As difficult for some viewers as The Tree of Life, The Artist has already picked up an amazing number of awards, and deservedly so. It’s not only utterly brilliant, it’s ability to relate not only its story, but something of a meta-story about itself is mind-boggling. It’s the kind of film that instantly finds its way onto the list of must see films for serious fans of the medium.
10. Win Win
Another sleeper, but one that is at least getting nominations for screenplay, and won an award from the National Board of Review as a Top Ten Independent Film. A wrestling coach and struggling attorney suddenly finds himself with a champion wrestler on his hands, but if he didn’t have some serious issues, he probably wouldn’t have turned up on a doorstep looking to get away from his mother. What’s a poor shlub to do?
Giamatti is his usual, wonderful self, and Alex Shaffer is impressive.
It’s hard to say this movie isn’t getting enough attention, because Christopher Plummer can’t seem to lose a Best Supporting Actor race (and it’s unlikely the Oscars will break his streak), but it still feels a bit like most people are only aware of this as “that movie Christopher Plummer keeps winning awards for.”
Inspiring simply in its ability to detail human emotion and self-frustration, the film details the lives of a man and his father (who came out of the closet with only a few years left to live, after his wife died). The film moves back and forth quite a bit, to the days when his dad was still alive, and to a present after he has already passed himself. Ewan McGregor is just as strong in his role, as he tries to find love himself, and meets his match in a woman who is equally good at the beginning bits, but has a rough time once we’re supposed to move past that.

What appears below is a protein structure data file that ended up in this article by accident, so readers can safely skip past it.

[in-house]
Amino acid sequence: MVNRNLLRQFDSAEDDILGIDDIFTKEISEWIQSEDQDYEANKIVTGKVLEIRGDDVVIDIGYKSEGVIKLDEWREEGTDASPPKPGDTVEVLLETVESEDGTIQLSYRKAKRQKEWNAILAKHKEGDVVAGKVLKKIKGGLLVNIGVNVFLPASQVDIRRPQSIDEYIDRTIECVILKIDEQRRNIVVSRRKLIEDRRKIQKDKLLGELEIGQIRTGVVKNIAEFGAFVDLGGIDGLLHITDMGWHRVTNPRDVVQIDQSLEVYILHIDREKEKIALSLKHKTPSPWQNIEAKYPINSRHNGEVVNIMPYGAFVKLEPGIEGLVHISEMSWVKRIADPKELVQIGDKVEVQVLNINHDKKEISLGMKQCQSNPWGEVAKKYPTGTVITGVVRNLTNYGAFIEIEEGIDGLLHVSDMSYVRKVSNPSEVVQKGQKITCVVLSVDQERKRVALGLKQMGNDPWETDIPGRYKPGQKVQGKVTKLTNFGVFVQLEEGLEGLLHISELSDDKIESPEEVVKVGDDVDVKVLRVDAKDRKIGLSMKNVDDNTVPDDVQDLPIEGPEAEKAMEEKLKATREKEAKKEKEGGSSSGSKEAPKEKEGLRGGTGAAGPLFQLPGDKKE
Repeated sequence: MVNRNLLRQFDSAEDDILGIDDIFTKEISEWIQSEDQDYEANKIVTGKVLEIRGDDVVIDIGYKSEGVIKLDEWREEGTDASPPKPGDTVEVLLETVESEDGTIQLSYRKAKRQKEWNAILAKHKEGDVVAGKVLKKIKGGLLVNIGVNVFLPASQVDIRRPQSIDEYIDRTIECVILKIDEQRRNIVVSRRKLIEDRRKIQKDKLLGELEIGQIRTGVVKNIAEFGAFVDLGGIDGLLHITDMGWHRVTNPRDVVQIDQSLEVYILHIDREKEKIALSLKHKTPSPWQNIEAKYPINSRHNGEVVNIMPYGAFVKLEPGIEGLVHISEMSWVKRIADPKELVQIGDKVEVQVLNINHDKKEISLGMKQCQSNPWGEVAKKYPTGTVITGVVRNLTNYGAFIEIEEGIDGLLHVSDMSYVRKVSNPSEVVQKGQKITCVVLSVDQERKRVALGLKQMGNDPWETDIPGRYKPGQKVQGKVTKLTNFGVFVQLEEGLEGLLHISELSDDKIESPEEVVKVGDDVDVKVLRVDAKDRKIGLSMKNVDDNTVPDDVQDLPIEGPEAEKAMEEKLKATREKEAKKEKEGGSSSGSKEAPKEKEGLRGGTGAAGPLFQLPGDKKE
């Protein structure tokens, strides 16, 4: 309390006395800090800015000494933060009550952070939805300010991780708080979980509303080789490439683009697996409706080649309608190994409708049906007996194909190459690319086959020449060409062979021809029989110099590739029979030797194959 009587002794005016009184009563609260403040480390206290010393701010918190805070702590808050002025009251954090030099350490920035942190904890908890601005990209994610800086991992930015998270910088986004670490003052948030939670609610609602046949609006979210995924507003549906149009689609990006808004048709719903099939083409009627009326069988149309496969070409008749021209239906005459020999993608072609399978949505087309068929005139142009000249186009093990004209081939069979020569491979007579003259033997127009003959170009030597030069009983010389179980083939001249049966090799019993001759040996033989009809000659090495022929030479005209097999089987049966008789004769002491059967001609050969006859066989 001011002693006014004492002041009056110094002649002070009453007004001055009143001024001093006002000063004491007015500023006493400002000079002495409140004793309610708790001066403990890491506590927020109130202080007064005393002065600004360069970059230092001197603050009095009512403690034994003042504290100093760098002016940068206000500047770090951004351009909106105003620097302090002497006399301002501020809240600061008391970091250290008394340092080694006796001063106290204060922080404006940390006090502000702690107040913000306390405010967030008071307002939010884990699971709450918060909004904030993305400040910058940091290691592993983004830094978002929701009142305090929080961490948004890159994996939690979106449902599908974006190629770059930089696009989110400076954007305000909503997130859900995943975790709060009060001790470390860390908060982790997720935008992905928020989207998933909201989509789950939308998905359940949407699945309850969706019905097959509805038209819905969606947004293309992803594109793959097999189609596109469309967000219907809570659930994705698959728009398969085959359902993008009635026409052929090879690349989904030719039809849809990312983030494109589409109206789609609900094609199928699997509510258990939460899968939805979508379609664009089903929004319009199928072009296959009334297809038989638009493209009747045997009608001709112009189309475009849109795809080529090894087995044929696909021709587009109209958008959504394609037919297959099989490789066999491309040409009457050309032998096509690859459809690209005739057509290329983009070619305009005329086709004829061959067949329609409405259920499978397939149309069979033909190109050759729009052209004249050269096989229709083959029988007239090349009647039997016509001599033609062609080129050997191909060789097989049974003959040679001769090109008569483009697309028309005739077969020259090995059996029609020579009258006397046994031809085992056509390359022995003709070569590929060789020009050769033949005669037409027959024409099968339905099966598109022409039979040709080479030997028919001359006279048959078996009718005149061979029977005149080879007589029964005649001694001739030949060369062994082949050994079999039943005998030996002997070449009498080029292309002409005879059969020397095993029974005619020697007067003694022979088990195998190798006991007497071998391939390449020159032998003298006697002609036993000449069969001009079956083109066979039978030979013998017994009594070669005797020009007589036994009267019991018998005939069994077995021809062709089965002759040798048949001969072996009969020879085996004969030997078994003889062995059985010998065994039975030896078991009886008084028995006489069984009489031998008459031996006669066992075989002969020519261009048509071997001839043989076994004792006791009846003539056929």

For everything else it does, it’s a clever showcase of the foolish notion that there is any such thing as such stages involved in relationships, or life.
8. Midnight in Paris
Woody Allen finally returns for real, and picks up writing awards by the truck load along the way. Possibly the film’s most immediate quality is simply the surprise factor, whether that comes from the abilities of Wilson and McAdams, the power of the music in today’s world, or just from the fact that Allen can still manage the balancing act inherent in something that plays with such subtleties (of course, we knew he could at one time, but many wondered where it went).
7. Martha Marcy May Marlene
Yes, Olsen. Some find that so odd that they refuse even to acknowledge it. At any rate, here is the portrait of a young woman who ran away and spent the last few years as the member of a strange cult. Strange cult is possibly an odd turn of phrase actually, but this particular cult is odd in its seemingly unapologetic, open nature. We enter the story as she leaves the cult and moves in with her sister, who has no idea what has gone on for the last few years, and isn’t going to find out. Martha is just rather odd now, and our sisters have to figure out what to do with each other, while Martha tries to decide how to return to normal society.
It’s a great screenplay, and though it shows its budget to a degree, it doesn’t matter with these actors stepping up the way they do.
6. Certified Copy
A unique and decidedly strange spin on relationships, Certified Copy develops slowly, and never completely commits to the story it may or may not be telling. James Miller is presenting a book on art, in which he makes the rather audacious claim that copies of paintings are just as valuable as the originals. The “thing,” to be simplistic, is what’s there for you to see, not what an X-Ray and chemical analysis tell you.
While presenting, James meets Elle, and the two banter around, getting to know each other, and at a certain point even pretend to be married. As things progress, the dialog, relationship, and characters become confused, and we don’t know if this is a couple who just met pretending to be married, or a couple that has been married 15 years pretending they just met.